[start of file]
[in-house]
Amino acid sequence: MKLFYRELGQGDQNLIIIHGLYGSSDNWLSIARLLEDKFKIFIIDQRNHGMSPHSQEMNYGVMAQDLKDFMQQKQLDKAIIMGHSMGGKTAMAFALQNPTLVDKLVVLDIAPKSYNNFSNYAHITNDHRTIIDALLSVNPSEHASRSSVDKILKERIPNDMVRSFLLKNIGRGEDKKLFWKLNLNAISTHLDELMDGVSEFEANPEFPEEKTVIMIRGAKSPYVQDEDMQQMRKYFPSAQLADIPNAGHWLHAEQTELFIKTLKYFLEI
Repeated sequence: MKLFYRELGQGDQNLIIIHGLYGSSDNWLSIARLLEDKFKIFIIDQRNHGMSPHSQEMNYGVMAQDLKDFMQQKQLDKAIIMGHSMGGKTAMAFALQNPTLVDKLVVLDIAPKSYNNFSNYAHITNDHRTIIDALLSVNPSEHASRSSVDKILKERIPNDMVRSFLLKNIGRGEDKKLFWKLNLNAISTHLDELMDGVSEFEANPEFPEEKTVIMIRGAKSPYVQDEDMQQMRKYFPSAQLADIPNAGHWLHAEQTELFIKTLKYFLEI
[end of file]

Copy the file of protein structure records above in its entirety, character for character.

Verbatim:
[in-house]
Amino acid sequence: MKLFYRELGQGDQNLIIIHGLYGSSDNWLSIARLLEDKFKIFIIDQRNHGMSPHSQEMNYGVMAQDLKDFMQQKQLDKAIIMGHSMGGKTAMAFALQNPTLVDKLVVLDIAPKSYNNFSNYAHITNDHRTIIDALLSVNPSEHASRSSVDKILKERIPNDMVRSFLLKNIGRGEDKKLFWKLNLNAISTHLDELMDGVSEFEANPEFPEEKTVIMIRGAKSPYVQDEDMQQMRKYFPSAQLADIPNAGHWLHAEQTELFIKTLKYFLEI
Repeated sequence: MKLFYRELGQGDQNLIIIHGLYGSSDNWLSIARLLEDKFKIFIIDQRNHGMSPHSQEMNYGVMAQDLKDFMQQKQLDKAIIMGHSMGGKTAMAFALQNPTLVDKLVVLDIAPKSYNNFSNYAHITNDHRTIIDALLSVNPSEHASRSSVDKILKERIPNDMVRSFLLKNIGRGEDKKLFWKLNLNAISTHLDELMDGVSEFEANPEFPEEKTVIMIRGAKSPYVQDEDMQQMRKYFPSAQLADIPNAGHWLHAEQTELFIKTLKYFLEI